It is a manageable number, but it meant receiving in one day a quarter of the people who arrived during the whole of last December or half of the arrivals in the whole of November. The drip, which remains,it stresses the reception system and exposes the harshness of trips that neither begin nor end in the boat.
The door of the shelter for migrants in transit run by the Red Cross in Irún is a déjà vu of stories that have marked the migration crisis in the Canary Islands. Malians who spent weeks trapped on the island of El Hierro are staying there , forced to chain quarantines due to the mismanagement of the reception areas. Also migrants determined to leave Spain after spending months blocked on the islands.
There is also, smoking a cigar, Houssam, a 17-year-old Moroccan who survived the Órzola (Lanzarote) shipwreck in November, the one in which eight people died despite the efforts of the neighbors who jumped into the sea with the lights of their mobiles.
Since he managed to leave Lanzarote with someone else’s passport, Houssam has slept on the streets of Cádiz, Algeciras, Madrid and Bilbao on his way north. Frustrated at not finding a way to cross the border, he has a plan to cross the Bidasoa River. “I will not stop. I almost died in a boat, I’m not afraid of a river, ”he says.
The obstacles and exhaustion after trying again and again are the engine of the business of the facilitators who pocket hundreds of euros to help migrants get the money sent by their families, buy bus tickets at higher prices or explore roads. clandestine. “If one road is closed, another always opens and the new one will always cost more money, more time and will be less safe.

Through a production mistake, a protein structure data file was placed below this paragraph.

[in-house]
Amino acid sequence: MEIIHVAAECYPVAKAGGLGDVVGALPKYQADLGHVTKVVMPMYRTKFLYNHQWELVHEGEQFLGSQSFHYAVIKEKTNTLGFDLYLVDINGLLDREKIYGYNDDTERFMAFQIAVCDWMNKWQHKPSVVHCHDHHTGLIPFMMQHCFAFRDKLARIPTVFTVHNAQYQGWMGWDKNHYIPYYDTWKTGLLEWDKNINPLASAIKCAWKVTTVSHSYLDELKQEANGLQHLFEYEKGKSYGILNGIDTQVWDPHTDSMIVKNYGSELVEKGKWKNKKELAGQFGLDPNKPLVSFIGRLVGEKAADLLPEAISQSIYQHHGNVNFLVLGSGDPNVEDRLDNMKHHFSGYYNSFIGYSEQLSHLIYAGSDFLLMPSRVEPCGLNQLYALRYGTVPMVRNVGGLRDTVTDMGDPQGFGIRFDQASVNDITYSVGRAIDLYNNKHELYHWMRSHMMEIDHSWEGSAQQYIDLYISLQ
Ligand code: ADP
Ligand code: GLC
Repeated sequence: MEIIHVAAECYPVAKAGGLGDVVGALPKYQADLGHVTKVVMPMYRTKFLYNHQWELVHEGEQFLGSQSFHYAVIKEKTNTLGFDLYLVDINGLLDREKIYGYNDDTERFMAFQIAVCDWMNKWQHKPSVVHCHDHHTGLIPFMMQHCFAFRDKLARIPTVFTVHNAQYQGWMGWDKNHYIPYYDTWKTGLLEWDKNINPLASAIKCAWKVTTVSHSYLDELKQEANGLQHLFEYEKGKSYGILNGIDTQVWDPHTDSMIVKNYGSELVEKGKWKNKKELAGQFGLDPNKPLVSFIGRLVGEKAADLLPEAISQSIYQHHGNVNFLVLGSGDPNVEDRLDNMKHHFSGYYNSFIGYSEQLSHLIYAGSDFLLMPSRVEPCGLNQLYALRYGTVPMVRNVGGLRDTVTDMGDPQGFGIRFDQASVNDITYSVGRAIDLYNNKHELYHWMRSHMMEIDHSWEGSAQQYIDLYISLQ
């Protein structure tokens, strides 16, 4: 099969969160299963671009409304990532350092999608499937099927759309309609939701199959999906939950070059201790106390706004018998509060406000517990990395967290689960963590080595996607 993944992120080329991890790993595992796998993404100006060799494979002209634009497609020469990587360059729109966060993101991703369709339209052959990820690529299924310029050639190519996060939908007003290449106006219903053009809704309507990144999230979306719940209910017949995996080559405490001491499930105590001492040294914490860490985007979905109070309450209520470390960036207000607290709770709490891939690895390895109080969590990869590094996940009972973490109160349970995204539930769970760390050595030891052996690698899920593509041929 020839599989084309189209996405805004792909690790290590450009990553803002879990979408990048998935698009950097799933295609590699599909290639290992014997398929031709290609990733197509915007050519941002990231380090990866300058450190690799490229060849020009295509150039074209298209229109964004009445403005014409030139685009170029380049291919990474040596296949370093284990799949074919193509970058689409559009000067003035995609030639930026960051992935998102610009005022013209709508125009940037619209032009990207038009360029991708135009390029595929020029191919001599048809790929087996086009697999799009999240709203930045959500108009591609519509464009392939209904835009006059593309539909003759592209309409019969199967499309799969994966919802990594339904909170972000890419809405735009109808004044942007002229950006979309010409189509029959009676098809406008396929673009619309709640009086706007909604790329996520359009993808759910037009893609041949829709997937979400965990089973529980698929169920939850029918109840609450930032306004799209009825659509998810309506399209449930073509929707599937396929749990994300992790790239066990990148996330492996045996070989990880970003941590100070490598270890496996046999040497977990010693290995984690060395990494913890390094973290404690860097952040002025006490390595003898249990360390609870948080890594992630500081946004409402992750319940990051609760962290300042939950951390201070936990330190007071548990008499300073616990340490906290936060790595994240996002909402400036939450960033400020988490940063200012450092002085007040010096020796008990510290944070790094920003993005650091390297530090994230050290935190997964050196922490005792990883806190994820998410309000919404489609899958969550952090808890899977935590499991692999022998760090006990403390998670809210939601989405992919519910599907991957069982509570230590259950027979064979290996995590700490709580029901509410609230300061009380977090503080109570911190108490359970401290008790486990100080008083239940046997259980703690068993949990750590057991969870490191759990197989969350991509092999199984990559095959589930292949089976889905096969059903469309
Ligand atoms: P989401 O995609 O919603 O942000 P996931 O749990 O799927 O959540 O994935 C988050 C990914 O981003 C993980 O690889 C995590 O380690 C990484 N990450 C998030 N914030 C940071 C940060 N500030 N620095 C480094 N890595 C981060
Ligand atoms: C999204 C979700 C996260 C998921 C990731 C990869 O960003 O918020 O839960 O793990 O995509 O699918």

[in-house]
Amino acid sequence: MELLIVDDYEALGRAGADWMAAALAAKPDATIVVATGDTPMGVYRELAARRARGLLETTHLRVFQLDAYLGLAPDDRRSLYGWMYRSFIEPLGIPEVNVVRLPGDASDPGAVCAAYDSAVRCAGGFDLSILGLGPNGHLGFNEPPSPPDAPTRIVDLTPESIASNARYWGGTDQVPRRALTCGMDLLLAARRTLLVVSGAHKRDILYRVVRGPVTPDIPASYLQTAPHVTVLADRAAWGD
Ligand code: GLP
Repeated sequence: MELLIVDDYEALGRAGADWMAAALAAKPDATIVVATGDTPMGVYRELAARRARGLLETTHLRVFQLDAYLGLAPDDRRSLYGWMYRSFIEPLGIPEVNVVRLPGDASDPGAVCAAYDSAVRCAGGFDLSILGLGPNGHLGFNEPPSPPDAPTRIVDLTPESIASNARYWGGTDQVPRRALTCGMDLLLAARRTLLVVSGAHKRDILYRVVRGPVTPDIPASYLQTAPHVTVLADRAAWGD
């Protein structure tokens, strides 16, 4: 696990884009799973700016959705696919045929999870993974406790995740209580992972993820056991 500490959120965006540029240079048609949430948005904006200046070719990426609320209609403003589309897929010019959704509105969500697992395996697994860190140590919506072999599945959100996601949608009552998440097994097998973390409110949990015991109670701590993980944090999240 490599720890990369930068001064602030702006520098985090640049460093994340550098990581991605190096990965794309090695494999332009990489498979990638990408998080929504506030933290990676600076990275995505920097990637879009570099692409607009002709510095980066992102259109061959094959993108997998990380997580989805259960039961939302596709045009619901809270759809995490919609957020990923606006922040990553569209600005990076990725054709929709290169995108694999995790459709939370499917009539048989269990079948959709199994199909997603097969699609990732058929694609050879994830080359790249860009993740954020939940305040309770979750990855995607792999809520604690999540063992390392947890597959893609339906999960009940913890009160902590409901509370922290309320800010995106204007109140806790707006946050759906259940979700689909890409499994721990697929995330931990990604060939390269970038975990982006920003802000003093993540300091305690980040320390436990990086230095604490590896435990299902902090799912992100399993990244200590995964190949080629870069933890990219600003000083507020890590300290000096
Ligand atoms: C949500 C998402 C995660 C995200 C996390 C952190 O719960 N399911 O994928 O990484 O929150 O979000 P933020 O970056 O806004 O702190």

We are busting them ”, denounces Ion Aranguren, a member of Irungo Harrera Sarea, the citizen reception network created with the migratory surge in 2018 to assist people in transit. The reception resources, designed for a three-day accommodation, have ended up making the norm more flexible. According to the volunteer network, now there are people who have tried to cross for up to ten days.
The daily count of the Basque Government in the three shelters in Irún reflects new arrivals, but also the absences of those who, in the end, make it. The journey of a group of five Malians, including three minors, is an example of how France presses but does not drown. Or how, regardless of the obstacles, going back is not an option.
On Wednesday, after only 24 hours in Irún, the five young people had already tried to cross the border four times: twice by bus and two on foot. On Thursday morning, Balan Diarra, 19, with a child’s face and a red backpack on his back, takes off his shoes from pain. Issa Camara, 15, confesses exhausted: “I can’t sleep, I just think about how to cross.
I’m stressed and I can’t take it anymore ”. They spent the day on Thursday watching the gendarmes and, at five in the morning on Friday, four of them tried again. This time on the train tracks. Camara and Diarra misled the agents. In Hendaye they took a bus to Bayonne and are already in Paris.
Two others were sent back, but that same night they ended up getting into someone’s car who charged them for passing. Separated from the group has remained Mamadou Soaré, a lanky 15-year-old boy orphaned of a mother who doesn’t have a euro left in his pocket. “I will have to wait, but I will try again. In Mali he was alone. I have nowhere to return ”.